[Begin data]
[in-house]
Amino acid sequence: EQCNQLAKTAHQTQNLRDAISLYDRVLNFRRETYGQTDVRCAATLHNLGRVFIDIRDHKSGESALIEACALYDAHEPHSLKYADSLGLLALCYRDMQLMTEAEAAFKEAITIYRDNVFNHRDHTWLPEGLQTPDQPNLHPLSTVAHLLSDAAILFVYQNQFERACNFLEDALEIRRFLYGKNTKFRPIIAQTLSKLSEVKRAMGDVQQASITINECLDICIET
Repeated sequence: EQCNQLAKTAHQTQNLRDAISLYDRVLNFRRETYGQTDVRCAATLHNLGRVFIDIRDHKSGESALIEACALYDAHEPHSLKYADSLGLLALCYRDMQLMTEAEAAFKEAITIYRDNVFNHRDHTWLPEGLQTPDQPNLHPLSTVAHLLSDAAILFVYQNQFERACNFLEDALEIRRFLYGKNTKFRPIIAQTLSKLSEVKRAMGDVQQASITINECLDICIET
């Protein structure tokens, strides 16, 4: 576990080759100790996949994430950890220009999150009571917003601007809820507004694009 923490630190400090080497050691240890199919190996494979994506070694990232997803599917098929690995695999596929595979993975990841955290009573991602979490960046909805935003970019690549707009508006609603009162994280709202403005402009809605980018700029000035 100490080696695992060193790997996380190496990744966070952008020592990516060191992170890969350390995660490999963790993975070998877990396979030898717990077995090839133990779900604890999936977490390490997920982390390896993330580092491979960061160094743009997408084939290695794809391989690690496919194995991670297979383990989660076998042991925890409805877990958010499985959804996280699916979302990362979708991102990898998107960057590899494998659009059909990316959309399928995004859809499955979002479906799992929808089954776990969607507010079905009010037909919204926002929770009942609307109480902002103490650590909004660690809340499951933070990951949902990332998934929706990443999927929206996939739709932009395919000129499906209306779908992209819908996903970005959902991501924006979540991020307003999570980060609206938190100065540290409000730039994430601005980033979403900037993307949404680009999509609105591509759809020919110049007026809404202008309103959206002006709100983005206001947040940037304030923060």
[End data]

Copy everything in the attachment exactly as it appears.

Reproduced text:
[in-house]
Amino acid sequence: EQCNQLAKTAHQTQNLRDAISLYDRVLNFRRETYGQTDVRCAATLHNLGRVFIDIRDHKSGESALIEACALYDAHEPHSLKYADSLGLLALCYRDMQLMTEAEAAFKEAITIYRDNVFNHRDHTWLPEGLQTPDQPNLHPLSTVAHLLSDAAILFVYQNQFERACNFLEDALEIRRFLYGKNTKFRPIIAQTLSKLSEVKRAMGDVQQASITINECLDICIET
Repeated sequence: EQCNQLAKTAHQTQNLRDAISLYDRVLNFRRETYGQTDVRCAATLHNLGRVFIDIRDHKSGESALIEACALYDAHEPHSLKYADSLGLLALCYRDMQLMTEAEAAFKEAITIYRDNVFNHRDHTWLPEGLQTPDQPNLHPLSTVAHLLSDAAILFVYQNQFERACNFLEDALEIRRFLYGKNTKFRPIIAQTLSKLSEVKRAMGDVQQASITINECLDICIET
């Protein structure tokens, strides 16, 4: 576990080759100790996949994430950890220009999150009571917003601007809820507004694009 923490630190400090080497050691240890199919190996494979994506070694990232997803599917098929690995695999596929595979993975990841955290009573991602979490960046909805935003970019690549707009508006609603009162994280709202403005402009809605980018700029000035 100490080696695992060193790997996380190496990744966070952008020592990516060191992170890969350390995660490999963790993975070998877990396979030898717990077995090839133990779900604890999936977490390490997920982390390896993330580092491979960061160094743009997408084939290695794809391989690690496919194995991670297979383990989660076998042991925890409805877990958010499985959804996280699916979302990362979708991102990898998107960057590899494998659009059909990316959309399928995004859809499955979002479906799992929808089954776990969607507010079905009010037909919204926002929770009942609307109480902002103490650590909004660690809340499951933070990951949902990332998934929706990443999927929206996939739709932009395919000129499906209306779908992209819908996903970005959902991501924006979540991020307003999570980060609206938190100065540290409000730039994430601005980033979403900037993307949404680009999509609105591509759809020919110049007026809404202008309103959206002006709100983005206001947040940037304030923060």